Military Justice in the Spotlight (Again): R v Edwards in the Supreme Court of Canada

by | May 14, 2024

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About Alison Duxbury

Alison Duxbury is a Professor at Melbourne Law School, University of Melbourne, and was a Visiting Fellow at All Souls College in the 2023-2024 academic year. Her areas of research are human rights law, international humanitarian law, the law of international organisations and military justice.

Military justice is in the spotlight again with the Supreme Court of Canada’s judgment in R v Edwards [2024] SCC 15, where the majority upheld the constitutionality of Canada’s military justice system. It represents the latest in a long line of decisions that have considered the validity of the application of military justice according to both constitutional imperatives (e.g. the separation of powers in the Australian Constitution) and the right to a fair trial in the European, Inter-American and African human rights instruments.

While military justice systems have been subject to criticism on several fronts, the issue in Edwards was the status of Canadian military judges as both judges and military officers. The appellants argued that this dual status violated s 11(d) of the Canadian Charter of Rights and Freedoms, which requires ‘a fair and public hearing by an independent and impartial tribunal’ in criminal proceedings. While s 11(f) provides for an exception from jury trial in the case of military tribunals, there is no exception to s 11(d).

The appellants in Edwards had been charged with serious violations of the Code of Service Discipline, including disobeying a lawful command, trafficking and possession of illegal drugs, and sexual assault. Their cases were heard before courts martial, with appeals to the Court Martial Appeal Court of Canada. Fundamentally, the appellants objected to military judges on the basis that, as officers, they are subject to both the chain of command and to military discipline. It was argued that these factors meant that military judges were exposed ‘to real and perceived pressure in the exercise of their judicial duties’ [51]. The Crown countered by highlighting a range of safeguards, including ‘security of tenure, financial security and administrative independence’ for military judges, pursuant to the National Defence Act [52].

The Court held that, given these safeguards, the appellants failed to show that ‘a reasonable and informed person’ would be concerned that the independence or impartiality of military judges was undermined [148]. The appellants’ argument that the 1992 Supreme Court ruling in R v Généreux, which had also upheld the role of military judges, was no longer good law was rejected. Neither the experience of countries where civilian judges are the norm, nor the recommendation in the Fish Report that Canadian military judges should be ‘civilianized’, were found to be persuasive.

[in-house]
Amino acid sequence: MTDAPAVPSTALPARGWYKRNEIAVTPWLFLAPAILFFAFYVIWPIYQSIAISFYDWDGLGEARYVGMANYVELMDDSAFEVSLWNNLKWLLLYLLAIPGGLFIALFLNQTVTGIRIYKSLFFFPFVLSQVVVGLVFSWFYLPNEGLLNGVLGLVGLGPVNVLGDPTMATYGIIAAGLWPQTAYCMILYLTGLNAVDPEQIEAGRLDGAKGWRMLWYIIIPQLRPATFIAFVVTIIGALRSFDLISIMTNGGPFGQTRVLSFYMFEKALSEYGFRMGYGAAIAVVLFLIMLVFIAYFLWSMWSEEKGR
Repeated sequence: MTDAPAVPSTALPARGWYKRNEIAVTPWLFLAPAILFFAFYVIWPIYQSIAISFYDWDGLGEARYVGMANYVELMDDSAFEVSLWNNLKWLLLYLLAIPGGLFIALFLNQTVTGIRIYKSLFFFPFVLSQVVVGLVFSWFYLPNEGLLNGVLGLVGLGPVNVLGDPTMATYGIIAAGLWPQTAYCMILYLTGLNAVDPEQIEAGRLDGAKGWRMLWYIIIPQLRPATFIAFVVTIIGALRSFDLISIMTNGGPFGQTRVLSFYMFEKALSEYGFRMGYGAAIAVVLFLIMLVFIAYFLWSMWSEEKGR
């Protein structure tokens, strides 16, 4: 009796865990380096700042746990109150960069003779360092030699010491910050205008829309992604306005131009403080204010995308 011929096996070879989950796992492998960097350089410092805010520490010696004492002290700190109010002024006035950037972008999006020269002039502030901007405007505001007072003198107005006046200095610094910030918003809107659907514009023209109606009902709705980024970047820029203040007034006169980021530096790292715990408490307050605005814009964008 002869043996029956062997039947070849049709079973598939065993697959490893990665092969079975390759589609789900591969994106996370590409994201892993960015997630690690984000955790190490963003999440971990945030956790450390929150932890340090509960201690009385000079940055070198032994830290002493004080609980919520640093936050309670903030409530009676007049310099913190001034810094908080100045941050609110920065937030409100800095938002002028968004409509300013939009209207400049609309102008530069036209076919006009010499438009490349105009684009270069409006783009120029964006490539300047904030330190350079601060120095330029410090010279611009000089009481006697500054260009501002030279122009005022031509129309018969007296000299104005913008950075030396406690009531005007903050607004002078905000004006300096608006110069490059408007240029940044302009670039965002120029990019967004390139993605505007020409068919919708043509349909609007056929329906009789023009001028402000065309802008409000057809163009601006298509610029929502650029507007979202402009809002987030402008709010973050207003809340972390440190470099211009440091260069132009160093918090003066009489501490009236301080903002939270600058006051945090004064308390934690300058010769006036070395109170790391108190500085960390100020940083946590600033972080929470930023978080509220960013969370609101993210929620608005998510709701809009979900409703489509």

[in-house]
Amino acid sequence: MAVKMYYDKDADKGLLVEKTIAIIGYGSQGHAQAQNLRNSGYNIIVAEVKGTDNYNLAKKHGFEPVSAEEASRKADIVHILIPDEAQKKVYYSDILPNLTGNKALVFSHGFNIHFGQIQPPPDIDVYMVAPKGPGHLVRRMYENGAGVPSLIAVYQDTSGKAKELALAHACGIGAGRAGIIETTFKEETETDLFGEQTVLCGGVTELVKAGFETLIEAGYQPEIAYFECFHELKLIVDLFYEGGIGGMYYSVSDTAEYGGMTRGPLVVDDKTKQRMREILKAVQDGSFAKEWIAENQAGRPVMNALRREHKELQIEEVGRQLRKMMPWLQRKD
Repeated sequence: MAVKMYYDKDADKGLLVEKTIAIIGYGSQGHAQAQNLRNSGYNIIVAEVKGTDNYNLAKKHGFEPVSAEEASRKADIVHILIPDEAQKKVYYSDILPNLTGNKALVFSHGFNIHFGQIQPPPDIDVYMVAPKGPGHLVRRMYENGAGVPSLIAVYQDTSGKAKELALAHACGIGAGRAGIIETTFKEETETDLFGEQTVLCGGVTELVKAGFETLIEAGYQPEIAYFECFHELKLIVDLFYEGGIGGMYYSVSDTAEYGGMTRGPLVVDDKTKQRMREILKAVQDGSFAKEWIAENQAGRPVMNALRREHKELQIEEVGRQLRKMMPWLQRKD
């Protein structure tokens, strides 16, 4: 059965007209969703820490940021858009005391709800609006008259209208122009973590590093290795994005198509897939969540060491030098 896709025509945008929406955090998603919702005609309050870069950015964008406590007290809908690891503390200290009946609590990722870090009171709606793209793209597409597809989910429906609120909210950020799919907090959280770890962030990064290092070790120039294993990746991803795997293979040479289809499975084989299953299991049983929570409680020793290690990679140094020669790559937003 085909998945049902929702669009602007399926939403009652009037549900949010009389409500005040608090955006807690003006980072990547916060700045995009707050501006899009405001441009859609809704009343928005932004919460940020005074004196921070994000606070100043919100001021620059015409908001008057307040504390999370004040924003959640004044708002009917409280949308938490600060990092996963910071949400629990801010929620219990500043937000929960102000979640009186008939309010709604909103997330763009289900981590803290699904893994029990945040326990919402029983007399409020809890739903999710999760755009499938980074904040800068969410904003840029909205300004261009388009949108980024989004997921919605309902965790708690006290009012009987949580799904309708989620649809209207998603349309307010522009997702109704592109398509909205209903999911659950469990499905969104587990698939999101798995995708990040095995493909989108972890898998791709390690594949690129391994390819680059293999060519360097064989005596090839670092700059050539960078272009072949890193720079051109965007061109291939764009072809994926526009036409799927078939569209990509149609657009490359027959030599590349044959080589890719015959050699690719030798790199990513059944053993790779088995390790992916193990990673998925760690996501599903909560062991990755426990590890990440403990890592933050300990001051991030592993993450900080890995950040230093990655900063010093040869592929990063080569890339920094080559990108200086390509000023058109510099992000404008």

Karakatsanis J, in dissent, focussed on the ‘constitutional imperative’ of judicial independence – an imperative that ‘cannot be sacrificed’ for military objectives [154]. While she accepted the possibility of dual status if ‘properly designed and protected’ [161], her concern lay with the fact that military judges not only faced the possibility of civilian prosecution and review through the judicial conduct committee (as with other judges), but also military discipline via the chain of command [184]. In her view, this undermined security of tenure and consequently fell afoul of the requirement that the judiciary be free from potential interference by the executive [200-202].

Separate military justice systems with jurisdiction over a range of offences committed at home and abroad have been justified for several reasons: to maintain the ‘discipline, efficiency and morale of the military’, to enable portability when a military is deployed abroad, and to ensure service personnel are tried by those who understand military service. Balancing these requirements with the increasing push to civilianise military law is not always easy. Edwards upheld the place of military judges on the basis that their status as officers in a system with several safeguards in place to ensure their independence and impartiality, was not incompatible with their judicial function.

Experts convened by the United Nations and the Commonwealth Secretariat have drafted military justice principles designed to marry similar safeguards with the requirements of military life. While civilian judges are not prescribed, various other conditions, including freedom from command interference, point increasingly to civilians being an essential aspect of military justice hearings. Given such principles, it is unlikely that Edwards will be the last word in Canada or elsewhere on the compatibility of military justice with a State’s constitution or human rights law.

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